I love going to yoga class. I really do. Those hour long classes guided by a soothing voice in a quiet room that smells like the ocean, with the lights dimmed and the temperature is just right. Yeah I love that. Who wouldn’t? But in reality, I make it to about 4 yoga classes a year. Because I have 3 kids and my husband works out of town and if I get a babysitter it’s so I can drink wine with my girlfriends, not to go to a workout class. So I’ve had to make my own practice at home. I’ll be honest, at first it felt like this was a consolation. Like it was second best to being able to go to a class. But once I had gotten comfortable(and memorized a few favourite flows), I realized that I was actually getting so much more from my yoga practice.
These days the only decision is “pants? or no pants?”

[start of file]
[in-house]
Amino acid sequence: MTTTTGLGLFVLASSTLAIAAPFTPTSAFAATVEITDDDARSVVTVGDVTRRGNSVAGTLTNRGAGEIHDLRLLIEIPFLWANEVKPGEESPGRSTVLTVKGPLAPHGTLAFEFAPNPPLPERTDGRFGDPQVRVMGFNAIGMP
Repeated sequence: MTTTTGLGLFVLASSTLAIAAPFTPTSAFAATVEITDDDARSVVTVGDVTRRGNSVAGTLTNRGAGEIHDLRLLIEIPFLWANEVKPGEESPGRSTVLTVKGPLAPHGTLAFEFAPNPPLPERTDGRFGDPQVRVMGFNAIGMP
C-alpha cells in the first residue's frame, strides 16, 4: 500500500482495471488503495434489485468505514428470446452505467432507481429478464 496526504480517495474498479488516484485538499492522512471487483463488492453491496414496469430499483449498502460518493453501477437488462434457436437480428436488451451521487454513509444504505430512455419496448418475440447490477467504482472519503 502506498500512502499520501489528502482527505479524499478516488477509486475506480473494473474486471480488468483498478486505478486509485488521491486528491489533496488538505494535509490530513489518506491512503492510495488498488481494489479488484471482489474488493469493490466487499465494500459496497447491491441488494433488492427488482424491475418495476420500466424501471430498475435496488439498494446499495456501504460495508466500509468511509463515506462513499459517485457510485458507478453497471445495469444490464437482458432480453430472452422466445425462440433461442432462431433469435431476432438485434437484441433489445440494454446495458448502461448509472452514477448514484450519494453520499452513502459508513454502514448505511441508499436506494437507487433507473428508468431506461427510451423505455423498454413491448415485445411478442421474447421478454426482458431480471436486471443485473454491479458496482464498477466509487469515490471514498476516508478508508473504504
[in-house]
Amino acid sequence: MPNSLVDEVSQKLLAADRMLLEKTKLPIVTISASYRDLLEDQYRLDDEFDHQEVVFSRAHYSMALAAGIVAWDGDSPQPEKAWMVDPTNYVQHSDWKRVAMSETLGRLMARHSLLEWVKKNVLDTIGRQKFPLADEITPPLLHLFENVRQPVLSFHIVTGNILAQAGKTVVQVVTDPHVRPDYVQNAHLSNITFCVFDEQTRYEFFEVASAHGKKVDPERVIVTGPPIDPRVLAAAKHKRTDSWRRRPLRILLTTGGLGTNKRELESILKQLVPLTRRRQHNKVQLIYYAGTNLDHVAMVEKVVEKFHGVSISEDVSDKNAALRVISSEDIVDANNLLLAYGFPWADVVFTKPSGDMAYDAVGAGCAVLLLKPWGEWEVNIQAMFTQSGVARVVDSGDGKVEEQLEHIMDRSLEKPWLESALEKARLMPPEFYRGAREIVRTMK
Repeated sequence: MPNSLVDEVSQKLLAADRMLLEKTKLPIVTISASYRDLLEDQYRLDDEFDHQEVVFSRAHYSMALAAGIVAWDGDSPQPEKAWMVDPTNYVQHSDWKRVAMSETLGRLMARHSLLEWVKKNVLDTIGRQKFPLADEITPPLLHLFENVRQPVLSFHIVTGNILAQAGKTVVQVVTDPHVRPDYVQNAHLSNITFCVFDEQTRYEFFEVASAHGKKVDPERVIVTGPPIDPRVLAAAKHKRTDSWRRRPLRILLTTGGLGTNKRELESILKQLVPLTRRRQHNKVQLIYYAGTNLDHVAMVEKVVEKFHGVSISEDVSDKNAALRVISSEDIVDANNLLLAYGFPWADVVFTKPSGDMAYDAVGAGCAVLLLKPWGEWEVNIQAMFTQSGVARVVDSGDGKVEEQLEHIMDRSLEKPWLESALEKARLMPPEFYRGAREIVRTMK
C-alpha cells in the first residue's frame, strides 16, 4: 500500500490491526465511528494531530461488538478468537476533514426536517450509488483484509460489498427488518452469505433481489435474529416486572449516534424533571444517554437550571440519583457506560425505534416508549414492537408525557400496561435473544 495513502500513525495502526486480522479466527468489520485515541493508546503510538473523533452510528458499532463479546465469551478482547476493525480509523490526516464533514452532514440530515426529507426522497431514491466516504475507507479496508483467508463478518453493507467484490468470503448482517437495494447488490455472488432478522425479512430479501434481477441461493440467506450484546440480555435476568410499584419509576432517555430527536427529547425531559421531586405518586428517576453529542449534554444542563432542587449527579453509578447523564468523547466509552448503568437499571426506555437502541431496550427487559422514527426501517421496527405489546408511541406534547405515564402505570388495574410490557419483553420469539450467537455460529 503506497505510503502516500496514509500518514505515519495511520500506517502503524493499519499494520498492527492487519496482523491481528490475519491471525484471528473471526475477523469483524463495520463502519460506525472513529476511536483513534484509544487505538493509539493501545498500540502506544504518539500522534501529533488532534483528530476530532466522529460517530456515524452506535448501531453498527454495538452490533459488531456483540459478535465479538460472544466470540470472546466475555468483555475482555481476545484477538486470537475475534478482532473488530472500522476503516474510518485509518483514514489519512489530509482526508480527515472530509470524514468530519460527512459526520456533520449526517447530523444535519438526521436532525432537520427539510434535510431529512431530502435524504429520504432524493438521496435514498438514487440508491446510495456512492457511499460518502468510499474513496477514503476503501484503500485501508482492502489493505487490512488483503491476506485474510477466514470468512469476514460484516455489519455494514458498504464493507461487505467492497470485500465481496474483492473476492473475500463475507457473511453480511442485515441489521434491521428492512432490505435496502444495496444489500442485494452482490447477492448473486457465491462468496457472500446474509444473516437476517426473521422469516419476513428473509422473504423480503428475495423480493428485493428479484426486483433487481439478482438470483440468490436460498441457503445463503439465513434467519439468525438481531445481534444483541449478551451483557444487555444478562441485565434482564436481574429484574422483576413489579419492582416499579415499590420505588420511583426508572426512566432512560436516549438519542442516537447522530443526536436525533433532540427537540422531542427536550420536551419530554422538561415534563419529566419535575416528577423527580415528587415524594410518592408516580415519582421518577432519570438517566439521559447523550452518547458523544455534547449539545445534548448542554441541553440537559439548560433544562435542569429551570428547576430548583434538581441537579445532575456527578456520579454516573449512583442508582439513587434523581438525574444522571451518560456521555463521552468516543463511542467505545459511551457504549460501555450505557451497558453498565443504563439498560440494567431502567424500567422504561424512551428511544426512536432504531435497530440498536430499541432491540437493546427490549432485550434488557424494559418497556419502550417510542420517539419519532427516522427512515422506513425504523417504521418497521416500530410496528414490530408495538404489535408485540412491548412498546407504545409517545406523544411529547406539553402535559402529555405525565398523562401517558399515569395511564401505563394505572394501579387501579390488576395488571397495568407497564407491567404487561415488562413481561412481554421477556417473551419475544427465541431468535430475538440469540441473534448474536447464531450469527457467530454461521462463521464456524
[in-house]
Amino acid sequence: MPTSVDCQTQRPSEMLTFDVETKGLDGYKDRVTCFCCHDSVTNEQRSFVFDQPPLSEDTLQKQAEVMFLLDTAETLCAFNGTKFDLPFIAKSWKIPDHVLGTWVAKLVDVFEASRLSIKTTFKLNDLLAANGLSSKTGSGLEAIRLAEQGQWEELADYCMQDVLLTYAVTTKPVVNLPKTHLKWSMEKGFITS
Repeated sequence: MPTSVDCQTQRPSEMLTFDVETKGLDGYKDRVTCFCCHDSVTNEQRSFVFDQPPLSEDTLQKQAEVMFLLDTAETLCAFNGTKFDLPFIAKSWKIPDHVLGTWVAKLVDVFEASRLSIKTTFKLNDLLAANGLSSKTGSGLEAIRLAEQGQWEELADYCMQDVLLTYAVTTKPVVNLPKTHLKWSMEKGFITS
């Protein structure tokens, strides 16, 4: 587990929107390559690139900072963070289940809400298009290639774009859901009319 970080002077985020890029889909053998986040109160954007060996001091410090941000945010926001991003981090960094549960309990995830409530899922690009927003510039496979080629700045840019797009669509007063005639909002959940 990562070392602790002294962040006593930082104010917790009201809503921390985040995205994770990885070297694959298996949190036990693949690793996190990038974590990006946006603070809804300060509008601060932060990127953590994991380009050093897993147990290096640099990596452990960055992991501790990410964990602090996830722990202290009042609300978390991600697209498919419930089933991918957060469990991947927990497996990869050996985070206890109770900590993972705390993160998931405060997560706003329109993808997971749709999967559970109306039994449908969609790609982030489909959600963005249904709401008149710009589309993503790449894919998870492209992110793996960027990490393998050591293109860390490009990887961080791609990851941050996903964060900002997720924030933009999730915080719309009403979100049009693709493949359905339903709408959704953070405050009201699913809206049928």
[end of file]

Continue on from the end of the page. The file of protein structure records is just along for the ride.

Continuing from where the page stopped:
First of all, I didn’t waste any time driving or packing a bag, and that meant more time to dedicate to my practice. Let alone having to pick an outfit. I can’t even think about how much time I’ve wasted trying to pick just the right outfit for yoga. Should I go bohemian free spirit? Or lululemon power mom? (These days the only decision is “pants? or no pants?”) And with that I also spent less mental energy on things other than my practice. Since yoga is as much mind as it is body, every bit of that mental space is incredibly valuable. Second, I learned how to turn on my “yoga mind” really quickly. I didn’t need the teachers guidance to get into my mind and body to start my practice. My mental “cues” for getting started in my practice were no longer “Studio, pay 20$, teacher, soft music, roll out mat, wonder if I’m too close to the person beside me, why is that guy so sweaty we haven’t started yet?, shhhhh I’m trying to do yoga”. But instead they were: Roll out mat. Pants optional. That’s all I needed to get myself ready to practice. This saved me time and deepened my practice by putting me in the driver’s seat of my yoga journey. I no longer needed another person to tell me it was time to begin. ** Third; I have had a chance now to learn from so many teachers, through books, videos and the fabulous internet that I have a better understanding of my own personal practice and how I want yoga to look and feel like for me.